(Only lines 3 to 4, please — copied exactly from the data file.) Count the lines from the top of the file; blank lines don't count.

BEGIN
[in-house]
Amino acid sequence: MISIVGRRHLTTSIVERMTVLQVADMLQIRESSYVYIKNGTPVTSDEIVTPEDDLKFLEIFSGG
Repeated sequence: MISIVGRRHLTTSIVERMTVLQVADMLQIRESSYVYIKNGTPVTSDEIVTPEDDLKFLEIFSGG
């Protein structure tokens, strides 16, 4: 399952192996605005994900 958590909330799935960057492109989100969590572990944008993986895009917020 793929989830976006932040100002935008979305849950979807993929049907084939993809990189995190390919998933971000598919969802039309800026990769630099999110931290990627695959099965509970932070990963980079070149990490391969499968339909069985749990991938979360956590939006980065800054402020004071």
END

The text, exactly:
Repeated sequence: MISIVGRRHLTTSIVERMTVLQVADMLQIRESSYVYIKNGTPVTSDEIVTPEDDLKFLEIFSGG
């Protein structure tokens, strides 16, 4: 399952192996605005994900 958590909330799935960057492109989100969590572990944008993986895009917020 793929989830976006932040100002935008979305849950979807993929049907084939993809990189995190390919998933971000598919969802039309800026990769630099999110931290990627695959099965509970932070990963980079070149990490391969499968339909069985749990991938979360956590939006980065800054402020004071």